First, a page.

I am in hearty agreement with Fred Sanders’ critique of Larry Crabb’s new book on gender. The connections that Crabb makes between Trinitarian doctrine and gender roles seem to be entirely speculative and not founded in what the scriptures actually say. In short, Crabb’s paradigm is unmoored from the Bible, and Sanders has shown the flawed basis of Crabb’s thesis.
Having said that, there’s one detail in Sanders’ critique that I would take exception with. I’m reluctant to mention it because I’m a big fan of Sanders. He’s one of the bright lights of evangelical theology and has produced some remarkable work on the Trinity. If you haven’t read his 2010 book on The Trinity, you need to. He’s one of the good guys, and I’m glad he’s on the team making the case for classic Trinitarianism.
So what’s the disagreement? It’s these lines from Sanders’ critique:
I wish [Crabb] didn’t connect gender to the relationship between the Father and the Son. The main reason is that Scripture itself does not explicitly link gender to Trinity, or the masculine-feminine dynamic to the Father-Son dynamic.
Sanders not only rejects Crabb’s argument, but he also rejects as unbiblical any attempt at connecting Trinity to gender relations. This I think goes too far. Nevertheless, I seem to be hearing such statements a lot lately—not just from Sanders. I’m hearing it from both sides of the evangelical gender debate. On the complementarian side, Michael Bird/Robert Shillaker have warned that the analogy between gender and Trinity breaks down and is often pressed merely to advance a theological agenda. On the egalitarian side, John Stackhouse has argued that the analogy is “a bad theological move to attempt—by anyone, on any side of this issue.”
I understand the reasons why people are wary of theologizing about gender via the Trinity. First, such theologizing can quickly become speculative and disconnected from Scripture (as in Crabb’s book). Second, there is the danger of forcing the Trinity onto the procrustean bed of one’s views on the gender debate. In both cases, this central doctrine of the faith becomes the handmaiden of a second tier theological issue. I am completely sympathetic to that concern. The gender debate is so pitched that the tail can get to wagging the dog really quickly.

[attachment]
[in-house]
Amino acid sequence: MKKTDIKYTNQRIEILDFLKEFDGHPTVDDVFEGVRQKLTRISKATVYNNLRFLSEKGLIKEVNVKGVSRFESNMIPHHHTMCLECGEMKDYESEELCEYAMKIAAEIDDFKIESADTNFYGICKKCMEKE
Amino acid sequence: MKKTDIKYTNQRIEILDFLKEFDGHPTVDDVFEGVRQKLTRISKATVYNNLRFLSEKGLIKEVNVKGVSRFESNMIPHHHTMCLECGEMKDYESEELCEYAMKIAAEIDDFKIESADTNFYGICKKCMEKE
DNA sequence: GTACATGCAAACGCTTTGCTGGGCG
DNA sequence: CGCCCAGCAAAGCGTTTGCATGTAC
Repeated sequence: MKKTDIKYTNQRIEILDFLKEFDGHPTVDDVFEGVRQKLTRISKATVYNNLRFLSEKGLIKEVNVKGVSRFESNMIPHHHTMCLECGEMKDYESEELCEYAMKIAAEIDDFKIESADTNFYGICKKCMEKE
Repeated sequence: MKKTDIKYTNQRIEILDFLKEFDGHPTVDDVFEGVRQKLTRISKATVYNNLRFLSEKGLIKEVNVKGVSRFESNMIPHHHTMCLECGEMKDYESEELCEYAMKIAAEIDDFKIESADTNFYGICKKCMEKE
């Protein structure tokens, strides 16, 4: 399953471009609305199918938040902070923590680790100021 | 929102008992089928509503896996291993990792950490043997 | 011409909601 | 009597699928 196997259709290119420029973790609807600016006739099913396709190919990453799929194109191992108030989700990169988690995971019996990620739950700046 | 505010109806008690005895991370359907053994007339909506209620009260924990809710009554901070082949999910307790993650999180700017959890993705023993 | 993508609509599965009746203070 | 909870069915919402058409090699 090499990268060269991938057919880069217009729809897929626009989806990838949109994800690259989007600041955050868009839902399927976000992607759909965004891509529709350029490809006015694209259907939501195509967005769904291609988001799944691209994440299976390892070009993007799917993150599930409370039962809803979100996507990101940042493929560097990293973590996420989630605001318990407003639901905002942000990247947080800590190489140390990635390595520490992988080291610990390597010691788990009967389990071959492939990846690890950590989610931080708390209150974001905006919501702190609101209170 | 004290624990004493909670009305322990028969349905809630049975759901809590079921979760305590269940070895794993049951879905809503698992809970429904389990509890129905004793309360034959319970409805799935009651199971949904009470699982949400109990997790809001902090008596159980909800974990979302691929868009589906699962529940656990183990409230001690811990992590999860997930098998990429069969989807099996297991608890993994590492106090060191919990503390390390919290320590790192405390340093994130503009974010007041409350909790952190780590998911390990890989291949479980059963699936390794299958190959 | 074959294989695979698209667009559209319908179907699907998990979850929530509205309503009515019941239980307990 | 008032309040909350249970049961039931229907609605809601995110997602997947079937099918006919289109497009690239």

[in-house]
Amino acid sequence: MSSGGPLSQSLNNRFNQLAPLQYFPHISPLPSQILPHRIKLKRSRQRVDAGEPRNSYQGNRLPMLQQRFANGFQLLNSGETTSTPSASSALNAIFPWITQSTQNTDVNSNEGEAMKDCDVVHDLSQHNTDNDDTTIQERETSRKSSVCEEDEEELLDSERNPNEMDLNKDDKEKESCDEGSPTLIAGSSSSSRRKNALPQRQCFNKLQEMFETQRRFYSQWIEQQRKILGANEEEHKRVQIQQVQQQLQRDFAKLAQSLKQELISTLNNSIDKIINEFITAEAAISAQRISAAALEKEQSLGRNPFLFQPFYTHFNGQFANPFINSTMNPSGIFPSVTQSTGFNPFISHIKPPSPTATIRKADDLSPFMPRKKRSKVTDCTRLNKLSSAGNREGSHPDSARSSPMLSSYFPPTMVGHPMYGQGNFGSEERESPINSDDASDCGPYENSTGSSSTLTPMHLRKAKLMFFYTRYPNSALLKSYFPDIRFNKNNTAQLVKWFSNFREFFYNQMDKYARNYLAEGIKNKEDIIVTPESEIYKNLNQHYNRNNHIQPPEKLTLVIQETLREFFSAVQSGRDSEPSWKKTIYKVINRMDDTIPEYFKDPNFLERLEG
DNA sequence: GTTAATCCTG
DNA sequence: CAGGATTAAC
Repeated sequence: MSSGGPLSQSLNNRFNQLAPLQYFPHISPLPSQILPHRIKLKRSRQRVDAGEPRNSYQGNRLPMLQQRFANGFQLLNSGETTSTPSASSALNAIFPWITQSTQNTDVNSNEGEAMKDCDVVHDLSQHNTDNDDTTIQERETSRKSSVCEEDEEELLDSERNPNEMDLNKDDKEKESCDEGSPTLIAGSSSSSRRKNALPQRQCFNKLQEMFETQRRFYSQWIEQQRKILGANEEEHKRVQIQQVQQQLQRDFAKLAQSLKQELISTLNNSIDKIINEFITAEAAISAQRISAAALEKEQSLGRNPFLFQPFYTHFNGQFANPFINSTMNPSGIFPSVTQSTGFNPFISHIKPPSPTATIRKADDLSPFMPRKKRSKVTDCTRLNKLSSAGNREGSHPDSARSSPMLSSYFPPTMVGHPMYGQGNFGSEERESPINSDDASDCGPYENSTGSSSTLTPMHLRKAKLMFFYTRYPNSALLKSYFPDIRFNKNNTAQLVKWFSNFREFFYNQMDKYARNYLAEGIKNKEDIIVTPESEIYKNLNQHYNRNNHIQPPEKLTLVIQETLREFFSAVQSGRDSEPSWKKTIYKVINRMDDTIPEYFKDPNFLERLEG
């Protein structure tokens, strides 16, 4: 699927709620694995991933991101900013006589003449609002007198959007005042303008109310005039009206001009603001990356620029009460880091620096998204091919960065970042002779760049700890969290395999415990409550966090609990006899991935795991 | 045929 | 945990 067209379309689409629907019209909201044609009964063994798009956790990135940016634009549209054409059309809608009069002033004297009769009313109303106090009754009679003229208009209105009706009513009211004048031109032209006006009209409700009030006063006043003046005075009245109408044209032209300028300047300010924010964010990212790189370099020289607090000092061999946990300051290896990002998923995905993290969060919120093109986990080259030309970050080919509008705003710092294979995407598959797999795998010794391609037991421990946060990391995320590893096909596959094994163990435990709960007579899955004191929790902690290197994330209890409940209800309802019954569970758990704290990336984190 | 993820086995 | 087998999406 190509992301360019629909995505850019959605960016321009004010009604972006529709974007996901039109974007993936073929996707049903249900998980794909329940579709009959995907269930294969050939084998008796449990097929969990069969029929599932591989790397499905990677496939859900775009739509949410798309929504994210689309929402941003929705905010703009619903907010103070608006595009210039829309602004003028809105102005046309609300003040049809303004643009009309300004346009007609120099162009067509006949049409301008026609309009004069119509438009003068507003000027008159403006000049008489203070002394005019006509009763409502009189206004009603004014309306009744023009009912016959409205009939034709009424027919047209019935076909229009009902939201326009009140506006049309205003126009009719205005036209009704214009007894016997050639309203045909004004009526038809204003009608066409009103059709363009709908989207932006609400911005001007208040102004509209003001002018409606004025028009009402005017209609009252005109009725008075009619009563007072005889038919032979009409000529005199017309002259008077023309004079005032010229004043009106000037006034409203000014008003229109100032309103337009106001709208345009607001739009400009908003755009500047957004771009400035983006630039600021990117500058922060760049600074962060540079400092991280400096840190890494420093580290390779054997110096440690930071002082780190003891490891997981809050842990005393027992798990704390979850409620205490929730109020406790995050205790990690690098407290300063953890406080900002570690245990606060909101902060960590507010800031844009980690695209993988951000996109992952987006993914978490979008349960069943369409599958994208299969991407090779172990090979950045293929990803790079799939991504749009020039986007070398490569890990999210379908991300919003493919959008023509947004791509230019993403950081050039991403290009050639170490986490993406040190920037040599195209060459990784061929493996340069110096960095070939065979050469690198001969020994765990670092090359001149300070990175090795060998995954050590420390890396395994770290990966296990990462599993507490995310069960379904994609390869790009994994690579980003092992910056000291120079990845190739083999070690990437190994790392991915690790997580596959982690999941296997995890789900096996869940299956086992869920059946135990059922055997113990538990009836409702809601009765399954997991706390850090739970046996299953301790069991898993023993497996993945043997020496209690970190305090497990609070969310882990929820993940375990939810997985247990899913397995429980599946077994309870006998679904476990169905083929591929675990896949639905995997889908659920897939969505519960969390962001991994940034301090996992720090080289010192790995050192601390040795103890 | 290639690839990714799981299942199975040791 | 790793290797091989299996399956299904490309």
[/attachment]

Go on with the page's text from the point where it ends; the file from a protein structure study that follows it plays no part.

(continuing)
Nevertheless, such abuses should not diminish the fact that the analogy between gender roles and Trinity derives not from mere speculation, but from the Bible. The central text in this regard in 1 Corinthians 11:3:
But I want you to understand that Christ is the head of every man, and the man is the head of a woman, and God is the head of Christ.
Egalitarians and complementarians still do not agree over the meaning of the word “head” in this verse. Does it mean “source” or “authority”? The debate over that question has been going on for decades, and there’s no sign that the controversy has abated. The reason that debate is so heated is because both sides recognize that the apostle is making an analogy between the Father’s headship relation to the Son and the man’s headship relation to the woman. The precise nature of that relation is disputed, but the presence of the analogy is not. Even if the analogy is limited to the Son’s submission during the incarnation, the analogy is still relevant.
I have no illusions that that this debate about gender and Trinity will be resolved anytime soon. Nevertheless, no one can get above the fray on this one. First Corinthians 11:3 explicitly links the “masculine-feminine dynamic to the Father-Son dynamic.” The apostle Paul himself invokes the analogy, and our challenge is to understand it and receive it. It’s a debate worth having precisely because the link between intratrinitarian relations and gender relations is transparently biblical.